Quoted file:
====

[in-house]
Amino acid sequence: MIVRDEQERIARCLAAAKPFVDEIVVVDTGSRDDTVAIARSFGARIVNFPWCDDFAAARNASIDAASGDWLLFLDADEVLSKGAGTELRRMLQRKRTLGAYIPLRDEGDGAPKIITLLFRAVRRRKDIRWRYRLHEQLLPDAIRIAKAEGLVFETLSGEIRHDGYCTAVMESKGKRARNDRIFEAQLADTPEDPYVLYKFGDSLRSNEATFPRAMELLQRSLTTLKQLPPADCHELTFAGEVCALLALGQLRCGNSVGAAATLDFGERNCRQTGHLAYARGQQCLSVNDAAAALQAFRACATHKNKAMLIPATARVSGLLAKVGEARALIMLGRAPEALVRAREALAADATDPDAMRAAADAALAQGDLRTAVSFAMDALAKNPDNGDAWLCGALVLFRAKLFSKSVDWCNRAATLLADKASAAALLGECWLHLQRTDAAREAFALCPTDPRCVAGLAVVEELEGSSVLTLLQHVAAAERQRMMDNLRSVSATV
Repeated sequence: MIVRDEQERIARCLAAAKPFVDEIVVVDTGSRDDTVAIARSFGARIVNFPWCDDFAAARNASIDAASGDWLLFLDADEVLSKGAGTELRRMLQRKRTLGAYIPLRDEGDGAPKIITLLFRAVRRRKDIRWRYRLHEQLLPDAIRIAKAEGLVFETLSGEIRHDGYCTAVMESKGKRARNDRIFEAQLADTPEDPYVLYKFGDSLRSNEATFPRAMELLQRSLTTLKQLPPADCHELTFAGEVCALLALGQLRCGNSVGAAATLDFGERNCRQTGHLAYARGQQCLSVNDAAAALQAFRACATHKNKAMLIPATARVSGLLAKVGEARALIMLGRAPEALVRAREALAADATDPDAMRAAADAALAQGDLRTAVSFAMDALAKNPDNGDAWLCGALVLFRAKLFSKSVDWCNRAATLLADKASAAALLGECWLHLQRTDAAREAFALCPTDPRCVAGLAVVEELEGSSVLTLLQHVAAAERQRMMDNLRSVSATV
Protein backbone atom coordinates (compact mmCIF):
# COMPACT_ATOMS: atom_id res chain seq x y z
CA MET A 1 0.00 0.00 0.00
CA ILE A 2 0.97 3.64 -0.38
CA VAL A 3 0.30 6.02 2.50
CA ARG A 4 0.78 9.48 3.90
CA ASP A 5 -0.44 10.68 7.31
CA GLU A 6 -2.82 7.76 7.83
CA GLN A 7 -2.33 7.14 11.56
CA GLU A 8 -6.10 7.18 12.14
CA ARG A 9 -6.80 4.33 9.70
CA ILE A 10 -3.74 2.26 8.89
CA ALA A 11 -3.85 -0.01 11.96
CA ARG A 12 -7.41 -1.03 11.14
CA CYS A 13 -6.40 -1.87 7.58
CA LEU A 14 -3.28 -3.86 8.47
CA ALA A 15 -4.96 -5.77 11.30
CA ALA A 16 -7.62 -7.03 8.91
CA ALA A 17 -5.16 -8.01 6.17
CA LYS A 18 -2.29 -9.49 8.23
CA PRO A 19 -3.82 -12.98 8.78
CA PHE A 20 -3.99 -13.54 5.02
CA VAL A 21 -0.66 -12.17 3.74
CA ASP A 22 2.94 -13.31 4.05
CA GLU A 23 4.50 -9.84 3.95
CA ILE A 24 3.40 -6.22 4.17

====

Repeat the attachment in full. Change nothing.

[in-house]
Amino acid sequence: MIVRDEQERIARCLAAAKPFVDEIVVVDTGSRDDTVAIARSFGARIVNFPWCDDFAAARNASIDAASGDWLLFLDADEVLSKGAGTELRRMLQRKRTLGAYIPLRDEGDGAPKIITLLFRAVRRRKDIRWRYRLHEQLLPDAIRIAKAEGLVFETLSGEIRHDGYCTAVMESKGKRARNDRIFEAQLADTPEDPYVLYKFGDSLRSNEATFPRAMELLQRSLTTLKQLPPADCHELTFAGEVCALLALGQLRCGNSVGAAATLDFGERNCRQTGHLAYARGQQCLSVNDAAAALQAFRACATHKNKAMLIPATARVSGLLAKVGEARALIMLGRAPEALVRAREALAADATDPDAMRAAADAALAQGDLRTAVSFAMDALAKNPDNGDAWLCGALVLFRAKLFSKSVDWCNRAATLLADKASAAALLGECWLHLQRTDAAREAFALCPTDPRCVAGLAVVEELEGSSVLTLLQHVAAAERQRMMDNLRSVSATV
Repeated sequence: MIVRDEQERIARCLAAAKPFVDEIVVVDTGSRDDTVAIARSFGARIVNFPWCDDFAAARNASIDAASGDWLLFLDADEVLSKGAGTELRRMLQRKRTLGAYIPLRDEGDGAPKIITLLFRAVRRRKDIRWRYRLHEQLLPDAIRIAKAEGLVFETLSGEIRHDGYCTAVMESKGKRARNDRIFEAQLADTPEDPYVLYKFGDSLRSNEATFPRAMELLQRSLTTLKQLPPADCHELTFAGEVCALLALGQLRCGNSVGAAATLDFGERNCRQTGHLAYARGQQCLSVNDAAAALQAFRACATHKNKAMLIPATARVSGLLAKVGEARALIMLGRAPEALVRAREALAADATDPDAMRAAADAALAQGDLRTAVSFAMDALAKNPDNGDAWLCGALVLFRAKLFSKSVDWCNRAATLLADKASAAALLGECWLHLQRTDAAREAFALCPTDPRCVAGLAVVEELEGSSVLTLLQHVAAAERQRMMDNLRSVSATV
Protein backbone atom coordinates (compact mmCIF):
# COMPACT_ATOMS: atom_id res chain seq x y z
CA MET A 1 0.00 0.00 0.00
CA ILE A 2 0.97 3.64 -0.38
CA VAL A 3 0.30 6.02 2.50
CA ARG A 4 0.78 9.48 3.90
CA ASP A 5 -0.44 10.68 7.31
CA GLU A 6 -2.82 7.76 7.83
CA GLN A 7 -2.33 7.14 11.56
CA GLU A 8 -6.10 7.18 12.14
CA ARG A 9 -6.80 4.33 9.70
CA ILE A 10 -3.74 2.26 8.89
CA ALA A 11 -3.85 -0.01 11.96
CA ARG A 12 -7.41 -1.03 11.14
CA CYS A 13 -6.40 -1.87 7.58
CA LEU A 14 -3.28 -3.86 8.47
CA ALA A 15 -4.96 -5.77 11.30
CA ALA A 16 -7.62 -7.03 8.91
CA ALA A 17 -5.16 -8.01 6.17
CA LYS A 18 -2.29 -9.49 8.23
CA PRO A 19 -3.82 -12.98 8.78
CA PHE A 20 -3.99 -13.54 5.02
CA VAL A 21 -0.66 -12.17 3.74
CA ASP A 22 2.94 -13.31 4.05
CA GLU A 23 4.50 -9.84 3.95
CA ILE A 24 3.40 -6.22 4.17